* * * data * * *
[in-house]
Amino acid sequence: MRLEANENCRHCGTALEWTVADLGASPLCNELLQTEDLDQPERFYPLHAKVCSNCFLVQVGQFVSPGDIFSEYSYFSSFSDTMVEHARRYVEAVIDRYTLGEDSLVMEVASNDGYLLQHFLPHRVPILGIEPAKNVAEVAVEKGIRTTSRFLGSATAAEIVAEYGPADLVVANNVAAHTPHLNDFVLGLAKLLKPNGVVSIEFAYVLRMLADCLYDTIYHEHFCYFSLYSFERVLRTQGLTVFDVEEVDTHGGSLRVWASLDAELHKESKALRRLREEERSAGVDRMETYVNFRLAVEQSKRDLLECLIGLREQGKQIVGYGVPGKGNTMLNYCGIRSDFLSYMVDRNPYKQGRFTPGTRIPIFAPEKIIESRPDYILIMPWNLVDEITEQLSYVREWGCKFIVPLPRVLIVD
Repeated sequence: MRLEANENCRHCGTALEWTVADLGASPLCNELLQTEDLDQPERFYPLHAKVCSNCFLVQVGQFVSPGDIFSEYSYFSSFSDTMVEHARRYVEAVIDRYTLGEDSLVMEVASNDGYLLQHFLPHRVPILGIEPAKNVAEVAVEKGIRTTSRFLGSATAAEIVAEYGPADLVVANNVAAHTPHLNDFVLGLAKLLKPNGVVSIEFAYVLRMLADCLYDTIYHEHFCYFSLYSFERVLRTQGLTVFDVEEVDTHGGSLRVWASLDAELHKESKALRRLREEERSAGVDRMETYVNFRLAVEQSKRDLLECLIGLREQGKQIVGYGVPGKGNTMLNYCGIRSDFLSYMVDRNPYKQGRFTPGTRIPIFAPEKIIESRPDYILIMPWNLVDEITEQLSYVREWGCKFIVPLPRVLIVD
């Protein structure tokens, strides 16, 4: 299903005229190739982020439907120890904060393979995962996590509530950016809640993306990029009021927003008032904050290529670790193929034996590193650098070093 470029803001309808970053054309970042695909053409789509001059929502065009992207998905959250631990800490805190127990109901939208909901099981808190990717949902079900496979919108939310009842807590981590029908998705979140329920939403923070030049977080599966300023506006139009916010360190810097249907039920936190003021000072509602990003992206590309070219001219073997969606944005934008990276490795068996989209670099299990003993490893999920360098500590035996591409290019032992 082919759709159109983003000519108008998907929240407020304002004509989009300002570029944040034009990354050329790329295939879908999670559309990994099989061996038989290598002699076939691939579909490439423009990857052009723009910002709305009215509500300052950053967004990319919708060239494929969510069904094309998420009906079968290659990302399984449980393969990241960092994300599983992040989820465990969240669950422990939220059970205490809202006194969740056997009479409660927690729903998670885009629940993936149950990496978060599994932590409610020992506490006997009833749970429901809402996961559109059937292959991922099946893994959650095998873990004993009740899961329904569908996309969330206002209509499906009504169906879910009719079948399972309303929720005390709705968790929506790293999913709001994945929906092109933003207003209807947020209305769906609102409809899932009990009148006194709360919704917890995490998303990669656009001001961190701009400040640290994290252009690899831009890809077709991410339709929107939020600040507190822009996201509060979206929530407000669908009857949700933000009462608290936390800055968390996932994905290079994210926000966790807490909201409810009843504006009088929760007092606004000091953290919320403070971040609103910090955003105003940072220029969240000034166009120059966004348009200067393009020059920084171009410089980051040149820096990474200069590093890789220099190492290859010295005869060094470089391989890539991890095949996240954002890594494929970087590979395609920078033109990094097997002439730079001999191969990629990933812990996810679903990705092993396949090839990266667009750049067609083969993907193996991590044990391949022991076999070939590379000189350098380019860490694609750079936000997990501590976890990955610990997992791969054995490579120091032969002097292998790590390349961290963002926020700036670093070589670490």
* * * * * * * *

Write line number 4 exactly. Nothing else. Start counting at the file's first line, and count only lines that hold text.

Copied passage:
């Protein structure tokens, strides 16, 4: 299903005229190739982020439907120890904060393979995962996590509530950016809640993306990029009021927003008032904050290529670790193929034996590193650098070093 470029803001309808970053054309970042695909053409789509001059929502065009992207998905959250631990800490805190127990109901939208909901099981808190990717949902079900496979919108939310009842807590981590029908998705979140329920939403923070030049977080599966300023506006139009916010360190810097249907039920936190003021000072509602990003992206590309070219001219073997969606944005934008990276490795068996989209670099299990003993490893999920360098500590035996591409290019032992 082919759709159109983003000519108008998907929240407020304002004509989009300002570029944040034009990354050329790329295939879908999670559309990994099989061996038989290598002699076939691939579909490439423009990857052009723009910002709305009215509500300052950053967004990319919708060239494929969510069904094309998420009906079968290659990302399984449980393969990241960092994300599983992040989820465990969240669950422990939220059970205490809202006194969740056997009479409660927690729903998670885009629940993936149950990496978060599994932590409610020992506490006997009833749970429901809402996961559109059937292959991922099946893994959650095998873990004993009740899961329904569908996309969330206002209509499906009504169906879910009719079948399972309303929720005390709705968790929506790293999913709001994945929906092109933003207003209807947020209305769906609102409809899932009990009148006194709360919704917890995490998303990669656009001001961190701009400040640290994290252009690899831009890809077709991410339709929107939020600040507190822009996201509060979206929530407000669908009857949700933000009462608290936390800055968390996932994905290079994210926000966790807490909201409810009843504006009088929760007092606004000091953290919320403070971040609103910090955003105003940072220029969240000034166009120059966004348009200067393009020059920084171009410089980051040149820096990474200069590093890789220099190492290859010295005869060094470089391989890539991890095949996240954002890594494929970087590979395609920078033109990094097997002439730079001999191969990629990933812990996810679903990705092993396949090839990266667009750049067609083969993907193996991590044990391949022991076999070939590379000189350098380019860490694609750079936000997990501590976890990955610990997992791969054995490579120091032969002097292998790590390349961290963002926020700036670093070589670490």